Tuesday, May 31, 2016

Selecting Records to Research

By TCGS Member, Connie Estep

John Covey taught the May genealogy class which covered selecting records for your search. The first step is choosing a category of sources. The two main types are original sources (examples: birth certificates, city indexes, census) and compiled sources (examples: published family histories, periodicals). John provided a four page handout with many examples of original and compiled records. Click here to download a copy of the handout.

The next decision is to select the type of record. The handout has a list of different kinds of information with the types of records to search. From these select specific records, as you review them, make your notes on a research log.

Reference to research logs has come up in several of these classes. You can find a sample log at www.byub.org/ancestors/charts/pdf/researchlog.pdf. This one may be printed and filled in. There are several plusses to keeping a log. Most importantly, the log documents the source of the information. If you do not find the information you searched for in a source it’s a good idea to record that on your log also. By referring to your research log you can save valuable time in selecting records you have not looked at before.

Documents have different kinds of data. Usually a document will give the location of the event it is documenting. Depending on the event other information may also be on the document. My birth certificate gives my parents’ names, occupations, birthplaces, how many children my mother had before me and a reference to how many previous children of hers had died.

When beginning my family history search I started with Yakima city directories because a number of my relatives arrived in Yakima in the early 1900s. This let me gather the easiest information first. I didn’t keep a log, just made a list of my “hits”. Later I had to go through them again as I didn’t remember which names I had searched for unsuccessfully. The second time I took photos of each page with hits, and made notes of people I searched for unsuccessfully for each directory.  

For me this provided a great overview, including where family members lived, their jobs (and often employers), the names of their spouses, and sometimes if they paid county taxes. Since the directories often included county listings as well, I could see the ones farming in nearby communities.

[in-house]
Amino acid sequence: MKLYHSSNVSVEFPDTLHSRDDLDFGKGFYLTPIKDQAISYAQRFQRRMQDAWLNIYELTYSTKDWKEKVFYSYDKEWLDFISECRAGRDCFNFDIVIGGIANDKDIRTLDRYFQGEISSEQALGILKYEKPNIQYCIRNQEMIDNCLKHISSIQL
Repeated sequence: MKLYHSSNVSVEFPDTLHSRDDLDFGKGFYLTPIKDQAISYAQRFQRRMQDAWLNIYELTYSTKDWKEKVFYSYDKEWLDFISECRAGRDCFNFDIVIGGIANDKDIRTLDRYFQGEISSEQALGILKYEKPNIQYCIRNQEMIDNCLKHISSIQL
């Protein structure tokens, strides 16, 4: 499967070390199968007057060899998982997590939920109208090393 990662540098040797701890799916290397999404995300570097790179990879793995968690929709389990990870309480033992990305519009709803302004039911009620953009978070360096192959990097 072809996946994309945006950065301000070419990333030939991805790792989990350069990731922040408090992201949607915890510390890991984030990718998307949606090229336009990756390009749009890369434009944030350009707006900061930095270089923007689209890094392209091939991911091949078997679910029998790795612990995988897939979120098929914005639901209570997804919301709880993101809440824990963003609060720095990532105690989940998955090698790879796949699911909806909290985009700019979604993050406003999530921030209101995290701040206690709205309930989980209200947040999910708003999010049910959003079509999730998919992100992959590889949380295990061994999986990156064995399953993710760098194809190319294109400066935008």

The last section of this class was reference tools; this is a great section to review.  Political boundaries can change. A person born in our area in 1888 would have been an Oregon Territory resident, since Washington State wasn’t established until the next year. County boundaries can change as population fills in; Benton County was made from pieces of Yakima and Klickitat Counties in 1905. Gazetteers can help you find such changes. There are many other types of references listed as well.

The Beginning Genealogy classes are scheduled through December (except July and August) before monthly TCGS general meetings from 6:15-6:45 p.m. This third class was attended by 32 people and continues with a well thought out research plan.

Friday, May 27, 2016

Don't Forget Church Records

By TCGS Member, Connie Estep

Church records may be able to fill in our research blanks, especially since governments did not always require recordings of births, marriages, and deaths. Richard Kyle, Librarian and Resource Specialist for the Yakima Valley Genealogical Library, discussed on-line access to church records.

Church records vary by denomination and may include births, marriages, deaths, christenings, baptisms, and confirmations.  Sometimes they will have newsletters that could provide a more personal glimpse. Kyle recommended FamilySearch Wiki as a starting place. For U.S. church records go to familysearch.org/wiki/en/United_States_Church_Records. The Wiki is searchable by country and denominations. (In case you haven’t used it much, the Wiki has a treasure trove of genealogy help, from basic concepts to very specific details. It is well worth the time to get to know this site.) For many years the Catholic Church allowed the LDS Church access for copying records. They no longer allow this. Google is also a good place to search for church records.

Kyle also recommended cyndislist.com that many of us are familiar with, plus two I never heard. Gengophers.com he said has a faster interface than FamilySearch. The other one, MooseRoots.com, he also said was very fast. These are both free sites; MooseRoots requires registration and log-in. Both sites offer a paid subscription to avoid pop-up surveys.

Kyle also discussed searching U.S. Census records not yet indexed or for family members not showing up in indexes. Since the censuses are handwritten lists they can be hard to decipher. These lists were made by the census takers (enumerators); each enumerator had a district. To search the handwritten lists you need to know not only the city the person lived in but also the address or the general neighborhood to find the right enumeration district.